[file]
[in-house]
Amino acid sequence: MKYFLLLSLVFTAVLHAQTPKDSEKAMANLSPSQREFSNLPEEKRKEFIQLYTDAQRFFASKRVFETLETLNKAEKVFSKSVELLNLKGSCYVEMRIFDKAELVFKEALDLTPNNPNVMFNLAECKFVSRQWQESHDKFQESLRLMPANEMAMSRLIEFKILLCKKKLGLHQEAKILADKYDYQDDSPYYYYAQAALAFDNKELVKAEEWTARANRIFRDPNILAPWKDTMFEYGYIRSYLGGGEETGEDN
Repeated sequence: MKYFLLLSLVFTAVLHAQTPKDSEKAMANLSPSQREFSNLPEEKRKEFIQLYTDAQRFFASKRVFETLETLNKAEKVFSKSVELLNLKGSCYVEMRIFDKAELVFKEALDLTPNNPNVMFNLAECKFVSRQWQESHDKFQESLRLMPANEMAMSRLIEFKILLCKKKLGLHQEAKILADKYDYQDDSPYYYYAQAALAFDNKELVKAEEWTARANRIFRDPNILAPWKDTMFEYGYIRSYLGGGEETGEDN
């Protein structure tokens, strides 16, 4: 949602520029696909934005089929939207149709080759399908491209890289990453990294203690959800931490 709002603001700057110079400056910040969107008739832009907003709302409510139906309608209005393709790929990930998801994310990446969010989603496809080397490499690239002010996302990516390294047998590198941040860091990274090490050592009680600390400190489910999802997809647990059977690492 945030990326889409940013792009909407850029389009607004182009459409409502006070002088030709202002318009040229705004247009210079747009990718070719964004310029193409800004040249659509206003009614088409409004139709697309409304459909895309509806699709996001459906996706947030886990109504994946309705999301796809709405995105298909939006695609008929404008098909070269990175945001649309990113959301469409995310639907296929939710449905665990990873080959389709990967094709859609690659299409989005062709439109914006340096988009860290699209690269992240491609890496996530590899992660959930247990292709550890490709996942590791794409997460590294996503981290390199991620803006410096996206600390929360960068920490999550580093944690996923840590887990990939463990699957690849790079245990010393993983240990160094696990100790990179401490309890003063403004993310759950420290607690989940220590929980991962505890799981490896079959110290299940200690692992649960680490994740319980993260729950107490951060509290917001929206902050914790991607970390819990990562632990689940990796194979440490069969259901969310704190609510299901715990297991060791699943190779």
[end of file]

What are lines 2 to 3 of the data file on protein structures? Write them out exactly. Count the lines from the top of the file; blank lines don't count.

Amino acid sequence: MKYFLLLSLVFTAVLHAQTPKDSEKAMANLSPSQREFSNLPEEKRKEFIQLYTDAQRFFASKRVFETLETLNKAEKVFSKSVELLNLKGSCYVEMRIFDKAELVFKEALDLTPNNPNVMFNLAECKFVSRQWQESHDKFQESLRLMPANEMAMSRLIEFKILLCKKKLGLHQEAKILADKYDYQDDSPYYYYAQAALAFDNKELVKAEEWTARANRIFRDPNILAPWKDTMFEYGYIRSYLGGGEETGEDN
Repeated sequence: MKYFLLLSLVFTAVLHAQTPKDSEKAMANLSPSQREFSNLPEEKRKEFIQLYTDAQRFFASKRVFETLETLNKAEKVFSKSVELLNLKGSCYVEMRIFDKAELVFKEALDLTPNNPNVMFNLAECKFVSRQWQESHDKFQESLRLMPANEMAMSRLIEFKILLCKKKLGLHQEAKILADKYDYQDDSPYYYYAQAALAFDNKELVKAEEWTARANRIFRDPNILAPWKDTMFEYGYIRSYLGGGEETGEDN